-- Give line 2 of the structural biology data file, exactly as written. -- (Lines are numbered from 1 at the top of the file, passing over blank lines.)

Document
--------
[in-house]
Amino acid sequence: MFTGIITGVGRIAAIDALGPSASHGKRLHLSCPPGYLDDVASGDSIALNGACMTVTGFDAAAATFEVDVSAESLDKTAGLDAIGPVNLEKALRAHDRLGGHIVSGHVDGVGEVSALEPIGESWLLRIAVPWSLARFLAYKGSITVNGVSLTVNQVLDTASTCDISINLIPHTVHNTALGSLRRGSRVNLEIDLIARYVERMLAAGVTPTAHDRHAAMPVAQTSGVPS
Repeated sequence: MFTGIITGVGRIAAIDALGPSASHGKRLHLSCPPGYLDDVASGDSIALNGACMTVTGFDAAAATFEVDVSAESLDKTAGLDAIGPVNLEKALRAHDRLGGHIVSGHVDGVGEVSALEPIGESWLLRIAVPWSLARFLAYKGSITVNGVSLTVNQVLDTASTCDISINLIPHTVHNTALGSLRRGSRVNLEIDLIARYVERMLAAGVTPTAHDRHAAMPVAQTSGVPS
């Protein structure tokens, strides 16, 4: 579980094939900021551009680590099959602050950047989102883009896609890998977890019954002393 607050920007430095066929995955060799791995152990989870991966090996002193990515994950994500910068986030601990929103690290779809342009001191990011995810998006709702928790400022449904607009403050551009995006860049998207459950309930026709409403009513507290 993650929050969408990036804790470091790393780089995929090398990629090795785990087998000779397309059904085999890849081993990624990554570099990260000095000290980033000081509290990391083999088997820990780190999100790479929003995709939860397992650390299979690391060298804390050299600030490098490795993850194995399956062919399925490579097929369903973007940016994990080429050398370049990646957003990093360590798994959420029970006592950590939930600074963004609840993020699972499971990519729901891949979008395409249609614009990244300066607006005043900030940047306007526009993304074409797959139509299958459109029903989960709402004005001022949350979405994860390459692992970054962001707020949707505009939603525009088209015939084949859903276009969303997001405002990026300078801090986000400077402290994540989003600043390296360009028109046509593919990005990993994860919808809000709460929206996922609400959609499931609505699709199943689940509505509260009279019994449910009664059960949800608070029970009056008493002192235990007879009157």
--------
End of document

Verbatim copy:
Amino acid sequence: MFTGIITGVGRIAAIDALGPSASHGKRLHLSCPPGYLDDVASGDSIALNGACMTVTGFDAAAATFEVDVSAESLDKTAGLDAIGPVNLEKALRAHDRLGGHIVSGHVDGVGEVSALEPIGESWLLRIAVPWSLARFLAYKGSITVNGVSLTVNQVLDTASTCDISINLIPHTVHNTALGSLRRGSRVNLEIDLIARYVERMLAAGVTPTAHDRHAAMPVAQTSGVPS